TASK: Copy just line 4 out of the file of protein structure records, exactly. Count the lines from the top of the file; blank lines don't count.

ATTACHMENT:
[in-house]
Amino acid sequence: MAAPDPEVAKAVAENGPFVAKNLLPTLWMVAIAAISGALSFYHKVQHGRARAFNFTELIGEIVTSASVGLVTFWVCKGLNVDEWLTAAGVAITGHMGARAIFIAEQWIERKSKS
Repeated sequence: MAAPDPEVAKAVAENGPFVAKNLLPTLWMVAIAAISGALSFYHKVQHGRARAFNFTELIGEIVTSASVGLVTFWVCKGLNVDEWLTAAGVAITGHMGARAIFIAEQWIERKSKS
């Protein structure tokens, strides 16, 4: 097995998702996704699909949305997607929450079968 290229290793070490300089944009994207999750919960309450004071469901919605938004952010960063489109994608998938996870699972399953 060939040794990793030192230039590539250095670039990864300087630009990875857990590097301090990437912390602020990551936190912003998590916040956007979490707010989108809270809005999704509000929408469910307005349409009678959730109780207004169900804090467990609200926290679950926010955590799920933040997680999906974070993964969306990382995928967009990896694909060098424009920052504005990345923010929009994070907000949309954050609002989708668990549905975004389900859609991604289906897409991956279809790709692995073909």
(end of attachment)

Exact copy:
């Protein structure tokens, strides 16, 4: 097995998702996704699909949305997607929450079968 290229290793070490300089944009994207999750919960309450004071469901919605938004952010960063489109994608998938996870699972399953 060939040794990793030192230039590539250095670039990864300087630009990875857990590097301090990437912390602020990551936190912003998590916040956007979490707010989108809270809005999704509000929408469910307005349409009678959730109780207004169900804090467990609200926290679950926010955590799920933040997680999906974070993964969306990382995928967009990896694909060098424009920052504005990345923010929009994070907000949309954050609002989708668990549905975004389900859609991604289906897409991956279809790709692995073909």